The US Federal Reserve’s choice from a multi-asset perspective
One of the more surprising happenings in a third quarter full of surprising happenings is the resilience of the September FOMC meeting as a candidate for Fed lift-off. Amidst market volatility, global equities have sold off by over 7% quarter-to-date – led by emerging markets (EM) at -19%, followed by Japan, Europe and the US at -12%, -6% and -5%, respectively. Still, the odds are small but non-trivial that a Fed rate hike on September 17 will actually happen. Futures are pricing the probability of this occurrence at roughly 20%.
What will the FOMC do? What should it do? And what are the implications for multi asset portfolios? We maintain our view that a September lift-off is possible, preferable – and not improbable. We expect to see near-term manifestations of this policy shift – and the very high likelihood of a rate hike later in 2015, if not September – at the short end of the yield curve, in the dollar and across global equity markets.
The most immediate effect of a rate hike on markets will be to disprove the naysayers who are betting on a 2016 lift-off, or beyond, generating a small leg up at the two year point of the yield curve and an incremental boost to the dollar. Markets have already been flirting with this idea, as evidenced by the tremendous rally in the dollar since late 2014 and the two-year US Treasury note at recovery highs above 70 basis points (bps). The knee-jerk reaction of developed market (DM) equities will be negative, but given the fairly solid growth picture in the US and developed markets more generally, our tactical view on DM equities remains positive. In any event, DM equities are likely to outperform EM equities as interest rate normalization unfolds.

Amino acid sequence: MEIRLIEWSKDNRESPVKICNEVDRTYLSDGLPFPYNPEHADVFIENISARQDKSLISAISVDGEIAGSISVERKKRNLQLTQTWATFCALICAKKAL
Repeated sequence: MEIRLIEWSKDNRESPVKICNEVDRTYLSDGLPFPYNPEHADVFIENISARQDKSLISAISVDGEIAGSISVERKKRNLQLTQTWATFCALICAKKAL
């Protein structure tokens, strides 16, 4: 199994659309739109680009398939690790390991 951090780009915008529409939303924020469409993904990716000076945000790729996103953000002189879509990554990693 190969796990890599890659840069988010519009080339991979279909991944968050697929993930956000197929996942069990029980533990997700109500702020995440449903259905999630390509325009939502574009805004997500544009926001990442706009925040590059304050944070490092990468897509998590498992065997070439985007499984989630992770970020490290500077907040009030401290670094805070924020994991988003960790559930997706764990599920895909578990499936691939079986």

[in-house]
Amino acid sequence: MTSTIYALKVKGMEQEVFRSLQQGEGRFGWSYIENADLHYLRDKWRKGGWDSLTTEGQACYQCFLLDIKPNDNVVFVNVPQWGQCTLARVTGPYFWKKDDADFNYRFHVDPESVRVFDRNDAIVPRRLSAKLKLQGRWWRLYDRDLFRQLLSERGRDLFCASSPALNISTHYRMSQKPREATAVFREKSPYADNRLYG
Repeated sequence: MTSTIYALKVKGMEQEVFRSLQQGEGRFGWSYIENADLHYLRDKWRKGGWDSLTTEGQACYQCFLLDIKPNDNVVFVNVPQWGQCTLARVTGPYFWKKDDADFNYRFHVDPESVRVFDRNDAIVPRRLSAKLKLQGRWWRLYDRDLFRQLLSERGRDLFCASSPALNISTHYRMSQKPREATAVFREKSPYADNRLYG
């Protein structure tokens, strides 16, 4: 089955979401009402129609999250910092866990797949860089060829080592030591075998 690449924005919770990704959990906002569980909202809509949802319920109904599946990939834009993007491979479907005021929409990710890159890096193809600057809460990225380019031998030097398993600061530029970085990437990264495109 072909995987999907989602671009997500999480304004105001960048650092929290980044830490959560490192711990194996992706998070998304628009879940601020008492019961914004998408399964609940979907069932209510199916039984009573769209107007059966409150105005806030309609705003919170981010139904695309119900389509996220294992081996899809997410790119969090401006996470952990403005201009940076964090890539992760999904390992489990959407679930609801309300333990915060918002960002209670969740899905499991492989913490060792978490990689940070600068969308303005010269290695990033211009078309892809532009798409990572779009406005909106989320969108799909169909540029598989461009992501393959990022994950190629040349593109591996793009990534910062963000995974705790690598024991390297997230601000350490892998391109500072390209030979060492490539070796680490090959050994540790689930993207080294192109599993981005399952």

The US economy is on a solid footing
Our view that a rate hike is imminent this year is first informed by the state of the US economy. Notwithstanding two very weak first quarters and the remaining vestiges of the financial crisis aftermath – notably tight credit conditions, sluggish aggregate business investment, flagging productivity and a housing market that has moved incrementally – US GDP has managed to generate an above-trend average growth rate of 2.6% over the past two years. At present, bright spots abound. The labour market has been tightening at a rapid clip, with the unemployment rate of 5.1% now equal to the FOMC’s own median estimate of the ”natural rate.” The number of job openings in July printed at a record high of 3.9% of total US employment, indicating strong demand for labour. All of this good news for household income reinforces a wide range of supportive indicators for consumption spending. The mighty US consumer is hitting her stride, as evidenced by blowout auto sales in July and August, as well as increases in revolving credit usage. Other measures of domestic demand, such as services
Purchasing Managers Indexes (PMIs) and housing market indicators have been broadly positive. All in all, we view the trajectory of the US economy, and the labour market in particular, as being broadly consistent with the FOMC’s preconditions for a lift-off of the policy rate. Above-trend growth has been whittling away slack in the economy, which should inspire confidence that inflationary pressures are slowly building.